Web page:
If you work in IT, and you’ve spent more than 5 minutes trying to troubleshoot the network, you probably know the usual deal with network documentation […]

Press Button, Picture Network, Go to Sleep…?

If you work in IT, and you’ve spent more than 5 minutes trying to troubleshoot the network, you probably know the usual deal with network documentation […]

If you work in IT, and you’ve spent more than 5 minutes trying to troubleshoot the network, you probably know the usual deal with network documentation . It’s very important and at the same time… it’s usually the last thing people update.

In ‘Steady State’ mode, aka when no alarms are going off, you run around installing equipment, configuring the network and so on…and you are probably thinking “I’ll document everything later”. However, when you’re in ‘The Manure Has Hit the Fan’ mode, all of a sudden everybody wants that picture of the network (the one that hasn’t been updated since the Eisenhower administration). Cue the scene in which managers all of sudden wave their hands in the air wondering how on earth is it possible that there wasn’t one to begin with.

It would be great if you could just press a magic button and have that beautiful network map pop up…then drift off to sleep knowing your bases are covered.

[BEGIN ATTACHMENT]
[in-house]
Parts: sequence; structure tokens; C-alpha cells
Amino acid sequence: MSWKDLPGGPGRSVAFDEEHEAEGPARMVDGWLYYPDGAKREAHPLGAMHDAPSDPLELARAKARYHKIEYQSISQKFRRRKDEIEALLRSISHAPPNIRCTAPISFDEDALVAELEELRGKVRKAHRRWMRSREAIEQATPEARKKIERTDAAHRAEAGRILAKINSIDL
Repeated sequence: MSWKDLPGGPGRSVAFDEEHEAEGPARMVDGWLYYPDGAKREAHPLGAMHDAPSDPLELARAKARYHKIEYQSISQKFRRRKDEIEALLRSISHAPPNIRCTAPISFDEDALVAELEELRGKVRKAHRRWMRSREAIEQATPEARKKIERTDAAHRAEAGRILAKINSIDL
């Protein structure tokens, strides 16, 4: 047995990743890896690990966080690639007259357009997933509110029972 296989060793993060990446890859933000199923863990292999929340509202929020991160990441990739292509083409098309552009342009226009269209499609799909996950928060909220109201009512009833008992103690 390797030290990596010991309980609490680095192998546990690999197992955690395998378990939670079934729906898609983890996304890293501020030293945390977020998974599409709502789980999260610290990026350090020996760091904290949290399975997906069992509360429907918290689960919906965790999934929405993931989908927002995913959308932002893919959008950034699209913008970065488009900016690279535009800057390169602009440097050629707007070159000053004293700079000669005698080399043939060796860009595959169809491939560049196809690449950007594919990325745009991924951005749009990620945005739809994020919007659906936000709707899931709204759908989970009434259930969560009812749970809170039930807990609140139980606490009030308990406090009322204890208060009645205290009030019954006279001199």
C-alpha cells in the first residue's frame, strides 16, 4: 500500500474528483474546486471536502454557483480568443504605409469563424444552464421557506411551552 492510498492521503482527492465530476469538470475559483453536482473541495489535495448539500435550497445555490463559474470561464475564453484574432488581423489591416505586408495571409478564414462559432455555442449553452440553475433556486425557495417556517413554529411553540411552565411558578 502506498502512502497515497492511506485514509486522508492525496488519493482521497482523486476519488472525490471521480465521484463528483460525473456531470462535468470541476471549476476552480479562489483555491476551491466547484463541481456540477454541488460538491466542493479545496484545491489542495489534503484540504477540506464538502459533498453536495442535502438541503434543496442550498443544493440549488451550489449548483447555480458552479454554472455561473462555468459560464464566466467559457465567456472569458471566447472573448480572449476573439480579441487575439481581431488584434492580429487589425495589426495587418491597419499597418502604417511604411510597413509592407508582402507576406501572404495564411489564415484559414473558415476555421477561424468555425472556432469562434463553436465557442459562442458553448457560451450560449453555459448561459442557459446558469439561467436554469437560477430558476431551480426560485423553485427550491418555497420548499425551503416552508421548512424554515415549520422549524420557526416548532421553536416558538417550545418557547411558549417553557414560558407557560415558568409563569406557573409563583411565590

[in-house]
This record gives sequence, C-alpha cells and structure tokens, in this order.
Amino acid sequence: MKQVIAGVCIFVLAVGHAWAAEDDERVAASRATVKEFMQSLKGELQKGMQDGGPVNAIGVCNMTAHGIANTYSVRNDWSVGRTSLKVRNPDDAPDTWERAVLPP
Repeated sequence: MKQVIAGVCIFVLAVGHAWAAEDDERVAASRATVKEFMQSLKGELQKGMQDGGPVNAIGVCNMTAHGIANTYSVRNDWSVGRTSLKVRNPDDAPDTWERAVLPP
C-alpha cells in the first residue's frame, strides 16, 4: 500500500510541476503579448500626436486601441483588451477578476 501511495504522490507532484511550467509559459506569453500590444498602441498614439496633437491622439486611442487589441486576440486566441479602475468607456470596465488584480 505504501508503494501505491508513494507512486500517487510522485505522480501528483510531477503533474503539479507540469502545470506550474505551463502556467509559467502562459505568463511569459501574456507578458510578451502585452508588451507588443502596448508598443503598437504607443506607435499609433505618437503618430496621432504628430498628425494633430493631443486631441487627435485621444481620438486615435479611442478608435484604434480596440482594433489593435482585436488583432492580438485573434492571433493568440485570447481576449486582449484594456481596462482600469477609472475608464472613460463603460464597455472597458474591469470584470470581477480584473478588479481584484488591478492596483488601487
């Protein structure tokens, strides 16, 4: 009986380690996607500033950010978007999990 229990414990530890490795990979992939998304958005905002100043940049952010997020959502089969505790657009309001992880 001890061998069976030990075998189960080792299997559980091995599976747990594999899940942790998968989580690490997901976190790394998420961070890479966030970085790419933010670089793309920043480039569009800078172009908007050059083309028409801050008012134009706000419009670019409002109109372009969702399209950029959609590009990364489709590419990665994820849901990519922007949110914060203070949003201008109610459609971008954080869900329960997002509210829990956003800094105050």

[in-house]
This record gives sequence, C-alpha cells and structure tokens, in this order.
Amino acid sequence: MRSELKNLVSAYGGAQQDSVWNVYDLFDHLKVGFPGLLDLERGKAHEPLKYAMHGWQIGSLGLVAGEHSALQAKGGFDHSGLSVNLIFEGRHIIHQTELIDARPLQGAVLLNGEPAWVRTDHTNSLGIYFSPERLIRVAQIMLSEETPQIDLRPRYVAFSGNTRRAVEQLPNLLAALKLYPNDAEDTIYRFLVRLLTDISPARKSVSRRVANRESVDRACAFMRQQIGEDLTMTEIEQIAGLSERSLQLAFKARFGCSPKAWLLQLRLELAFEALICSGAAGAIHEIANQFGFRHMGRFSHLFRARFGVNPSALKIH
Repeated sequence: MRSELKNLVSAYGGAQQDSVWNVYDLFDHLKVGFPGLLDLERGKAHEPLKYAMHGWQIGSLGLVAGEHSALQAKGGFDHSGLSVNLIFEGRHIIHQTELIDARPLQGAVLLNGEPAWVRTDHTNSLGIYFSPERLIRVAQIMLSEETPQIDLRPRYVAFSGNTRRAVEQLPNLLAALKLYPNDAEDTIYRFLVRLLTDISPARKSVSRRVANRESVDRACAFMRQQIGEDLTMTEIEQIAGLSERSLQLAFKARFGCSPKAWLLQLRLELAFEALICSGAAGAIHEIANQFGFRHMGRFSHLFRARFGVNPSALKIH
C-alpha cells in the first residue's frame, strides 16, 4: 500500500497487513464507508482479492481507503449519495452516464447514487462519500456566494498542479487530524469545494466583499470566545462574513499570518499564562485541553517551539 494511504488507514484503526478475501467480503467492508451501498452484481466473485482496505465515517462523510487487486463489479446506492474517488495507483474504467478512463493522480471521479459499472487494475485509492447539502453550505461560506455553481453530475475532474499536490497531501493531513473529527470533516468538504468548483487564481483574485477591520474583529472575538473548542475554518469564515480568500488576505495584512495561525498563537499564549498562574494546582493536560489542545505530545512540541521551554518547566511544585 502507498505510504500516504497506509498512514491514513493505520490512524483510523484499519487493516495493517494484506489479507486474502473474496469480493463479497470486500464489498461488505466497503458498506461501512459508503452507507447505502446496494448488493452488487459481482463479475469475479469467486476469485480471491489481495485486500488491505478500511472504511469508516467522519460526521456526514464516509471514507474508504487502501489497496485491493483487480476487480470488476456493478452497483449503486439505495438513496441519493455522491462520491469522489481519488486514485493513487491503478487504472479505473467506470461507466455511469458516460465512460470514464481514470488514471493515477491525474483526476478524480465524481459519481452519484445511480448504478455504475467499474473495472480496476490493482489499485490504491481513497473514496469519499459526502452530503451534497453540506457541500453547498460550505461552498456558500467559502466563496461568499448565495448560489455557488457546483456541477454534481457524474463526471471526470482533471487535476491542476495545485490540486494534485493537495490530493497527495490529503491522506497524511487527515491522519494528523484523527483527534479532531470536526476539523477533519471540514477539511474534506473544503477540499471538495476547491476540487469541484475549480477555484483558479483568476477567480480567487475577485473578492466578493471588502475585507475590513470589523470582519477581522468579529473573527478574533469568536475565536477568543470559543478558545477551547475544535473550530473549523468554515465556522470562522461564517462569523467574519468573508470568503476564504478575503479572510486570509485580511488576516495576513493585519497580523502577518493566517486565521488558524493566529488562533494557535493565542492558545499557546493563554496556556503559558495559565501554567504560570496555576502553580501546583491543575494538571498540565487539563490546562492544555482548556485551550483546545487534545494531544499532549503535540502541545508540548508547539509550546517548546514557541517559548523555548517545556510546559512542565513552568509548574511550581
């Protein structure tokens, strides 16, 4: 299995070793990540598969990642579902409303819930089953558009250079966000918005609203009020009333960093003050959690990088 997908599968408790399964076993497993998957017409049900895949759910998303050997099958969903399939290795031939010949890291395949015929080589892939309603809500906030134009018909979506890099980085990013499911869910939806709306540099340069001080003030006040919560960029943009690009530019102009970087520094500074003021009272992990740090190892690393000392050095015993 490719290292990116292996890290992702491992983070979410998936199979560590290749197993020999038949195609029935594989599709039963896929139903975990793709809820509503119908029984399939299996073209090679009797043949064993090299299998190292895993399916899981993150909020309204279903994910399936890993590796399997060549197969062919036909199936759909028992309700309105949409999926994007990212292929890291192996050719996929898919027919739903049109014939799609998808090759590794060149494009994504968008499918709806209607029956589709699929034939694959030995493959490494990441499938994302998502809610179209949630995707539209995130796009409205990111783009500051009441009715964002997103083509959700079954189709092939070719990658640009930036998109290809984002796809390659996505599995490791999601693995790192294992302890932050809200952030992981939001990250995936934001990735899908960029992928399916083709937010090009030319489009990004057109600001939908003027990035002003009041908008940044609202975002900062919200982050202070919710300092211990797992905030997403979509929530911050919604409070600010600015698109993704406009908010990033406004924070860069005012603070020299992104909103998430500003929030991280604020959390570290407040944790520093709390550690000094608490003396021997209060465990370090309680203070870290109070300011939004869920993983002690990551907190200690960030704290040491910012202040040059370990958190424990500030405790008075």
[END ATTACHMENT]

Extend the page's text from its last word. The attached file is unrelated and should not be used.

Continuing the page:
If you’ve found yourself in a nasty situation where stuff fails and you scramble for hours trying to create a picture of the network (because you ain’t got one) and you just read this blog’s headline (Press Button, Picture Network, Go to Sleep…?”, maybe one of the following two thoughts crossed your mind:

1. Press, visualize, go to sleep? Nah, that’s impossible.
2. That would be nice…

If you thought #1, I don’t blame you. It sounds too good to be true, right? Well, it isn’t.

It so happens that we have been working on our secret sauce to get to that level of automation for our users. netTerrain’s Collector is, in fact, a tool where you enter some IP addresses, press a button, and discover the network.

That, in itself, isn’t that impressive at first glance — afterall, there’s plenty of discovery tools out there. Problem is, while those tools may discover parts of the network, the so-called discovery usually ends in a rather clumsy list of objects with little context and poor IT diagrams (if you can even call them that). On top of this, those poor attempts at network diagrams have little-to-no detail, no customization capabilities, and usually can’t be easily tied to other systems.

Four clumsy network topology views from other tools

netTerrain is a full-fledged network design tool combined with the ability to also discover the network. To ease the process of laying out devices on the network topology maps, we provide some graph layout algorithms to better position devices. Usually, end-users add their own sizzle to these diagrams by moving and resizing nodes and links as needed, decorating them with additional information, pictures and more.